Wet, Cool Year in Arkansas; Fewer Tornadoes Than ’08

January 5, 2010

First there was the ice that blanketed the northern third of Arkansas. Then the tornado that ripped through Mena.

Next came rain – record-breaking amounts of it in 15 Arkansas cities and areas.

Long, soaking rains and quick, heavy downpours caused flooding in many neighborhoods and ruined millions of dollars in crops.

Mother Nature rounded out 2009 in the state with a white Christmas for some who had dreamed of one – and more flooding for many others.

“That’s a topic of conversation every time somebody gets to talking at the coffee shop,” Polk County Sheriff Mike Oglesby said of the weather. “I’ve never seen anything like this.”

Indeed, 2009 was a year of above- or below-average weather events, unusual flooding and broken records, according to the National Weather Service and the Arkansas Highway and Transportation Department.

Among the more notable happenings were:

  • 45 tornadoes recorded by the National Weather Service; 26 is the average for a year.
  • A cooler-than-average year, with Little Rock recording no 100-degree or hotter days this summer for the first time since 2004.
  • The rainiest year for many, as Little Rock had its wettest year since weather records have been kept. In 2009, 81.79 inches fell in the capital city, while 75.54 inches was the previous record, set in 1882. Several cities broke single day rainfall records.
  • Major roadways that traditionally haven’t flooded were closed for hours in December because of high water.
  • Fayetteville and Fort Smith both celebrated Christmas with snow, something that hasn’t happened in both cities at once in more than a century.

Tragedy came along with the many weather events in 2009. At least 25 people died from weather-related injuries in Arkansas last year.

Of those, 18 happened during the ice storm that walloped north Arkansas in late January, when below-freezing temperatures turned sleet and freezing rain into thick sheets of ice on roadways, tree limbs and power lines. The storm downed tens of thousands of utility poles and cut electricity to nearly 400,000 people.

The federal government gave the state more than $194 million in public assistance to deal with the aftermath of the storm, said Kim Pease, a spokesman for the Federal Emergency Management Agency. That money went toward things such as fixing roads and bridges, and hauling off debris.

According to the National Weather Service, from a wintry precipitation standpoint, the ice storm was “one of the most destructive events in Arkansas recorded history.”

The ice storm was responsible for the bulk of the $208 million the federal government has given the state so far for 2009 public assistance due to disaster, Pease said. But that total doesn’t include money for flooding damage from Oct. 29 through the end of the year.

Another $5.2 million went toward recovery in Mena and Polk County, which was hit by a tornado packing winds up to 165 mph on April 9.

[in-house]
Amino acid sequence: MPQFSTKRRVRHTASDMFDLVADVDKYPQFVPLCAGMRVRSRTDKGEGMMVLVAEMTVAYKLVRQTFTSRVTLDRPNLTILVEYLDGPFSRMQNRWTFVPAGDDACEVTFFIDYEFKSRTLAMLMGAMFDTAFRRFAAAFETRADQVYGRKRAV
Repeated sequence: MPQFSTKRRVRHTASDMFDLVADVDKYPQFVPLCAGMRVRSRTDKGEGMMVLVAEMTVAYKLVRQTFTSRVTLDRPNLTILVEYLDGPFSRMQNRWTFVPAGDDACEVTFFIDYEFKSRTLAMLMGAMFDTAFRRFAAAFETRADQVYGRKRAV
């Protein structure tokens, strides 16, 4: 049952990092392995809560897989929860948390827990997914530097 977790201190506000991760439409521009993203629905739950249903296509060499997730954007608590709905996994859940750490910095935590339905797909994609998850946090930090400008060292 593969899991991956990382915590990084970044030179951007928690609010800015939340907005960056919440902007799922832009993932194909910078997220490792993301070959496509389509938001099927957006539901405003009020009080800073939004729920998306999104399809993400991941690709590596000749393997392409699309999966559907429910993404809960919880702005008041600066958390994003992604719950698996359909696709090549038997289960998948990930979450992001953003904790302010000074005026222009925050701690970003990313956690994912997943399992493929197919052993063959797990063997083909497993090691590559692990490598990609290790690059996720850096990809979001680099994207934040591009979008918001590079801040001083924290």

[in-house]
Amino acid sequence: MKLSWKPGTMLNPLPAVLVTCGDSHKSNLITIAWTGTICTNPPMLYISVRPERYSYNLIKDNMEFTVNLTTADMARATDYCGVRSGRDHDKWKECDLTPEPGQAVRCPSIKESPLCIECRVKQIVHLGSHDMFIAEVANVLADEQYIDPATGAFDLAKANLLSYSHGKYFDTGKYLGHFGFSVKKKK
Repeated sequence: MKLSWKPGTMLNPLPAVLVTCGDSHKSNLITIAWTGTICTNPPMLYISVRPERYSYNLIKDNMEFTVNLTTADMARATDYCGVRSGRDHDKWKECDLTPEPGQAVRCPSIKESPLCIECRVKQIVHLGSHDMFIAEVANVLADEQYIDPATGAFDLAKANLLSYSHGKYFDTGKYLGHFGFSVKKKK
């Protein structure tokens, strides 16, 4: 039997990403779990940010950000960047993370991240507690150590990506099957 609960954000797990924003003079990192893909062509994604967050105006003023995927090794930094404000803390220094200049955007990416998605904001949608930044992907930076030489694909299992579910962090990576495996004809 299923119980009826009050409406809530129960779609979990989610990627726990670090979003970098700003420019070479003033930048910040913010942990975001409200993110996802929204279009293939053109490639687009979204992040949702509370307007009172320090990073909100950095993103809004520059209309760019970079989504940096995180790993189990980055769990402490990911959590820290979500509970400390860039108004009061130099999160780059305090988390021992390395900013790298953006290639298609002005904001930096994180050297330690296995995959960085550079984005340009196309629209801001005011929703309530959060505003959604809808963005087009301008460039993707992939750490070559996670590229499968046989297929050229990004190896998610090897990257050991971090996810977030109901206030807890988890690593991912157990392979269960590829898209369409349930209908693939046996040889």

The tornado, one of seven that day, ripped a roughly 14.5-mile-long path from south-southeast of Potter through Mena and then lifted northeast of Ink.

Though Arkansas experienced more tornadoes in 2009 than in a typical year, the number dropped considerably from 2008. That year, the state saw 81 tornadoes and 21 tornado-related fatalities, said Brian Smith, a senior forecaster with the National Weather Service office in North Little Rock.

The only known tornado-related fatalities in 2009 came during the April 9 twister at Mena. It killed three people within blocks of one another when homes and buildings collapsed around them.

The rain gauge at the Mena airport registered 87.69 inches for the year, according to the National Weather Service.

But that wasn’t the most rain that fell in a single city in 2009. That distinction goes to the small town of Leola in Grant County in central Arkansas.

The rain gauge that 75-year-old James Riggan keeps for the weather service recorded 100.05 inches of rain as of the afternoon of Dec. 31. Riggan and Leola Mayor Paul Orr say that, despite the rain, their town of about 515 people fared far better than many other cities because it’s in a hilly area where the rain runs off quickly.

Leola and Little Rock weren’t alone in the excessive-rain category. Fifteen cities or areas had their wettest year ever recorded, including Sheridan with 90.91 inches, Camden with 82.11 inches. Malvern, with 87.07 inches of rain, and 14 other cities or areas had their second-wettest year on record.

All that rain triggered sizable losses for farmers across the state. The U.S. Department of Agriculture reported at least $309 million in crop losses in Arkansas through December.

The rain brought Christmas flooding in places such as Beebe and North Little Rock. It also shut down Interstate 30 at the Saline-Pulaski county line and U.S. Highway 67-167 in central Arkansas when travelers had packed the roadways on Christmas Eve.

Information from: Arkansas Democrat-Gazette,

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